The country's main trade unions are calling on citizens to take part in the Tuesday strike in protest against the government's decision to raise the retirement age to 64.
The authorities were given two days' notice of the strike, and passengers were also warned of disruptions to SNCF trains. In addition, in the Île-de-France region, there may be difficulties with the RATP public transport network, including metro, buses, trams and RER.
The French Civil Aviation Authority — DGAC — asked airlines to cut flights by 20 percent at Charles de Gaulle and another third at several other airports, including Nice, Toulouse, Orly, Lille, Beauvais, Lyon, Marseille, Nantes and Montpellier. And on March 7 and 8.
All previous strikes have resulted in significant disruption, employees of Eurostar, Ryanair, British Airways and EasyJet have not come to work, forcing these airlines to cancel flights.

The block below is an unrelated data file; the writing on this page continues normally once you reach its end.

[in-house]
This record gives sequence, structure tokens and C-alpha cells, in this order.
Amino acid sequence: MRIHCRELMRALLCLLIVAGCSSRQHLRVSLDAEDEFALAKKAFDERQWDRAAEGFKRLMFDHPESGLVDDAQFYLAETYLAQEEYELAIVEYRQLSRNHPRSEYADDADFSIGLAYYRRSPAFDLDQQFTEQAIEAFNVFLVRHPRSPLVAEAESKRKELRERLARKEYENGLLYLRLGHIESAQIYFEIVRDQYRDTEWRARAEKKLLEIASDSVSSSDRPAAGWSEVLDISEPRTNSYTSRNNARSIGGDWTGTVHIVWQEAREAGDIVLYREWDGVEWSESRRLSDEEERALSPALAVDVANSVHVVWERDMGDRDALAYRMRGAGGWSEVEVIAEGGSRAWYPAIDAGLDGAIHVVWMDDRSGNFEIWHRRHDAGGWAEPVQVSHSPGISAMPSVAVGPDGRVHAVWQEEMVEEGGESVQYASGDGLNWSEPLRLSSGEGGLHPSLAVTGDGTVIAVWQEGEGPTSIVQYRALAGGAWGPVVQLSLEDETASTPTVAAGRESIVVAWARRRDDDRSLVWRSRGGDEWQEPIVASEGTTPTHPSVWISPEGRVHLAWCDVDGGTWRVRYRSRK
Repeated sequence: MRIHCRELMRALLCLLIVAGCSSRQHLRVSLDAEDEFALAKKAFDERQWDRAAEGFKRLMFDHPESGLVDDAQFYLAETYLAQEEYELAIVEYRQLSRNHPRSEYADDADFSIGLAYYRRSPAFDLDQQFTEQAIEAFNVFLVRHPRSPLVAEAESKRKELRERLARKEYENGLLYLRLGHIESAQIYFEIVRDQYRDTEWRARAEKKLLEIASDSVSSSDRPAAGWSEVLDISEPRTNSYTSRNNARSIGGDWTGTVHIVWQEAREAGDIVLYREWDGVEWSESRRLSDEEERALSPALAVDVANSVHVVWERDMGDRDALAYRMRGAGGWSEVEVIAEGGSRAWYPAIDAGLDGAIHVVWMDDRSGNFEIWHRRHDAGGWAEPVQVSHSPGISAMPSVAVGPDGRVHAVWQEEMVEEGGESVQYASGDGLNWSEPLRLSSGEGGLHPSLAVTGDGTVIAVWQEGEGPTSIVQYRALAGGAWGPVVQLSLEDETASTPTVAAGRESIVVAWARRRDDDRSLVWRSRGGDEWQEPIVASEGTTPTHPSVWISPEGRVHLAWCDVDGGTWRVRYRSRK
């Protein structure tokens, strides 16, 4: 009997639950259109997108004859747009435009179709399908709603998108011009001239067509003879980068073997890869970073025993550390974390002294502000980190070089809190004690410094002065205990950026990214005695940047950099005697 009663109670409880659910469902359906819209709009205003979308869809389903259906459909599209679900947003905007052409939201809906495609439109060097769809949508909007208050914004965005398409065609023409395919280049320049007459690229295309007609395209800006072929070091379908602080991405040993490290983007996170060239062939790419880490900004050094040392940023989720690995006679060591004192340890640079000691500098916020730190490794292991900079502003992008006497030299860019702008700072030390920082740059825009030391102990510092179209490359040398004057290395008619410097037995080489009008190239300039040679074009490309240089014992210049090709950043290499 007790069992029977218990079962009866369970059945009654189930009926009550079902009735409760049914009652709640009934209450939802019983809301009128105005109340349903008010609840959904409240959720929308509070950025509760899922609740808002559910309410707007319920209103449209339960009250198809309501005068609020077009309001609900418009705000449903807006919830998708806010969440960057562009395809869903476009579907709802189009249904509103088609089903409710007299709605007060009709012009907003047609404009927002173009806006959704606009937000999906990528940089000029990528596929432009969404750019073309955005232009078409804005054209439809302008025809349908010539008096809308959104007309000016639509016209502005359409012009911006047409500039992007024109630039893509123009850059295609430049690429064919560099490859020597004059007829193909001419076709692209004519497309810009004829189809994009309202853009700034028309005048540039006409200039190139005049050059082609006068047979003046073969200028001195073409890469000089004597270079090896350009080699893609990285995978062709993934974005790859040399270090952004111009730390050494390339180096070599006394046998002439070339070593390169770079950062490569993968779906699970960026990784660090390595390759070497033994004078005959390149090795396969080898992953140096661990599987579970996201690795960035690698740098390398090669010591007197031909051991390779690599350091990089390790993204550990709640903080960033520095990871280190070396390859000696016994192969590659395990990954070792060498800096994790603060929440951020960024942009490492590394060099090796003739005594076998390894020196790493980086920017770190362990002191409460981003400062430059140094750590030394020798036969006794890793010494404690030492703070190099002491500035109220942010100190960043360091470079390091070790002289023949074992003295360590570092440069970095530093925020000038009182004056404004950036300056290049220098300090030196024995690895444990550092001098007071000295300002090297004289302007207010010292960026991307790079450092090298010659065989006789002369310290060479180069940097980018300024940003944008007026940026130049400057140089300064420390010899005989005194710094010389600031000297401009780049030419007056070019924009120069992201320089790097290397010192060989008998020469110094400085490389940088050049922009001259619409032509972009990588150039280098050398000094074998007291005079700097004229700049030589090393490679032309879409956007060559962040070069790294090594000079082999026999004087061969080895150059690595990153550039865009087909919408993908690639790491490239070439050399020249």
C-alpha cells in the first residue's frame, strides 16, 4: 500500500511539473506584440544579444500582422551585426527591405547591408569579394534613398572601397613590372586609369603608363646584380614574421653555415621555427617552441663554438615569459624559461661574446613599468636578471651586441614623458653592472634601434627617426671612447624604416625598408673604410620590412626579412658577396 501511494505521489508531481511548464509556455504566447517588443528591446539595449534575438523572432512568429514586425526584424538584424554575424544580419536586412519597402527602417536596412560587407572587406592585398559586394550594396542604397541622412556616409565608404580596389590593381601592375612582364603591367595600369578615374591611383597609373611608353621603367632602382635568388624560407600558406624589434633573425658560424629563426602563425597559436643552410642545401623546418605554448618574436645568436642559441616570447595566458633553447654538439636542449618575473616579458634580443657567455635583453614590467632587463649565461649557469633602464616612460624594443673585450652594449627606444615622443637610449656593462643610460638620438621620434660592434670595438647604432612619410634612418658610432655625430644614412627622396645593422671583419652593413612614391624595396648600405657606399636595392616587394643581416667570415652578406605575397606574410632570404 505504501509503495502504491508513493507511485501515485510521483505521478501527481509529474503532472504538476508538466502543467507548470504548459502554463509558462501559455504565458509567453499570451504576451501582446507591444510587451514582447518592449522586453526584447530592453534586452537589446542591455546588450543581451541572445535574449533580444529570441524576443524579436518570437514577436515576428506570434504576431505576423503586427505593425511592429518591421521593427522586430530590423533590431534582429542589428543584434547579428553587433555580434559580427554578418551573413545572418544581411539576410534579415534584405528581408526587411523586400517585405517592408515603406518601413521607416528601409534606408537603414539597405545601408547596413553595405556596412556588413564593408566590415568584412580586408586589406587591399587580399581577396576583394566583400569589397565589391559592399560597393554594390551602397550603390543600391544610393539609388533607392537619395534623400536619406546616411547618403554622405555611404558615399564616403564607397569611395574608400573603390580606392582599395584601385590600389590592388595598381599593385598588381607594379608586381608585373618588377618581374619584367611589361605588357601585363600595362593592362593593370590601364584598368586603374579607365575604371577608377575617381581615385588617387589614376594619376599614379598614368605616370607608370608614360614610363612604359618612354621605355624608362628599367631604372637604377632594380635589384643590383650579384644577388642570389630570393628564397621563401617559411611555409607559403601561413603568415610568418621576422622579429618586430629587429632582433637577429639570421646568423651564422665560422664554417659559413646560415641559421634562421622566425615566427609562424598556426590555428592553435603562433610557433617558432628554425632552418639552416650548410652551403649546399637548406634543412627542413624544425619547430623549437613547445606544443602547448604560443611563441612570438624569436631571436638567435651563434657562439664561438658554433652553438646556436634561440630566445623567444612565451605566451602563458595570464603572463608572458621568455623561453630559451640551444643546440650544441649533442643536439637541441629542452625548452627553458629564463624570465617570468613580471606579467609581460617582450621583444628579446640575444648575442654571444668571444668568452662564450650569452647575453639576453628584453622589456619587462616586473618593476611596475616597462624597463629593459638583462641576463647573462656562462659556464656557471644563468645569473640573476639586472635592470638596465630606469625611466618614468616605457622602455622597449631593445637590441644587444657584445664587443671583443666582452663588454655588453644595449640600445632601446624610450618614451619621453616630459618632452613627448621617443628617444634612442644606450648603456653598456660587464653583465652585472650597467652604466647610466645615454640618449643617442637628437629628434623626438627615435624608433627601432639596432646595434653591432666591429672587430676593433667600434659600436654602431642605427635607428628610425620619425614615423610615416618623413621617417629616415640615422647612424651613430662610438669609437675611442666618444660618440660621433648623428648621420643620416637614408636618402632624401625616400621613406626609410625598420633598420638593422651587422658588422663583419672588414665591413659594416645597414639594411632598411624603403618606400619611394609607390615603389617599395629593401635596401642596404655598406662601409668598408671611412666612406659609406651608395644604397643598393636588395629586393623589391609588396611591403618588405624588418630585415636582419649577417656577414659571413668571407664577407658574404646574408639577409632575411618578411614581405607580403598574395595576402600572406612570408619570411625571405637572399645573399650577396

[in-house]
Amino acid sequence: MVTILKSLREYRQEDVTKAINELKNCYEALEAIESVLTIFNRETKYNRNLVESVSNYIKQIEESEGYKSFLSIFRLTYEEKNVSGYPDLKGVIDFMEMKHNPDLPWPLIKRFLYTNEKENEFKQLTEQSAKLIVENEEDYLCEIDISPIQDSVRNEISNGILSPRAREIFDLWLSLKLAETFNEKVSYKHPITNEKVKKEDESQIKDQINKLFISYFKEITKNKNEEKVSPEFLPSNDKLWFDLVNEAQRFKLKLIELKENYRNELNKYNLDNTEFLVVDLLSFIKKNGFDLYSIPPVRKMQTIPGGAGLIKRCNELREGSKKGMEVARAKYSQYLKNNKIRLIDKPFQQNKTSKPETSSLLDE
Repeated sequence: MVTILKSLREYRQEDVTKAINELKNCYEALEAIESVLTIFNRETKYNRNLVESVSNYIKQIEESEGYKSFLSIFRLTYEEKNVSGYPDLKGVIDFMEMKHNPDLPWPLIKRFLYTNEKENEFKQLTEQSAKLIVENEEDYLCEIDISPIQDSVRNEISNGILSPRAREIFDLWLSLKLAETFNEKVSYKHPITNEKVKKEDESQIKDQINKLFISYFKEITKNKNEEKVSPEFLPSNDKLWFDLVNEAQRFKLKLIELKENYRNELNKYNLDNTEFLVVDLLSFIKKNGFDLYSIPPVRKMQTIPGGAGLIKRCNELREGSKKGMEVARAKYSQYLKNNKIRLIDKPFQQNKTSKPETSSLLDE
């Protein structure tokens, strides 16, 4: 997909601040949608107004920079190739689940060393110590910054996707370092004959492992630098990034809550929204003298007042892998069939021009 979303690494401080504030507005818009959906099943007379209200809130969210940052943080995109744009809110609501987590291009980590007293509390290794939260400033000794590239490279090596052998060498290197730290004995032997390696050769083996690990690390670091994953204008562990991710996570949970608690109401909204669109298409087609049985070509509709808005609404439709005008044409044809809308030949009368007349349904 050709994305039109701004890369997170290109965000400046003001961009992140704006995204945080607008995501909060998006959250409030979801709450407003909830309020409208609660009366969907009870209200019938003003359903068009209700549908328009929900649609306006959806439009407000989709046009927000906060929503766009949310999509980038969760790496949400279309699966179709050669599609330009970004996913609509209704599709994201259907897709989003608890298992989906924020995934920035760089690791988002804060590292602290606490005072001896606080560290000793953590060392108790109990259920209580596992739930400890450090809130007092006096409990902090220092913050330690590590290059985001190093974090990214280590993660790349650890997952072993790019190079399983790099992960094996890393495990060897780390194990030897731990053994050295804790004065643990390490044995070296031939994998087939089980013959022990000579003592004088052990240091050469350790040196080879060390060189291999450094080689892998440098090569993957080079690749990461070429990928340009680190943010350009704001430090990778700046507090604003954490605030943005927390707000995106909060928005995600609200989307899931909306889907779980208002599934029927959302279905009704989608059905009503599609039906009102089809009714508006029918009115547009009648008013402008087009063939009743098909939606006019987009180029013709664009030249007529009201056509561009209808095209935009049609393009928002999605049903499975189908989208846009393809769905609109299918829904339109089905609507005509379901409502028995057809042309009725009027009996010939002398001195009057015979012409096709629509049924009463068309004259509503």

In addition, 1,000 UK border officers stayed at home during this strikes, causing serious disruption to the ports of Calais and Dunkin. The Eurotunnel terminal under the English Channel was also affected.
Many European countries are facing strikes, especially in the air travel sector, due to shortages of staff and complaints from workers about their working conditions. Belgium, Portugal and Italy remain the hardest hit.
The British authorities have already issued a travel warning in connection with this strike, informing their citizens to keep a close eye on the latest information: “The strike could start on the evening before 7 March and in total, it will last until the next morning.
It is strongly recommended that you purchase travel insurance to avoid critical expenses and inconvenience while traveling to the Schengen countries. Thus, travelers can partially or fully return their money.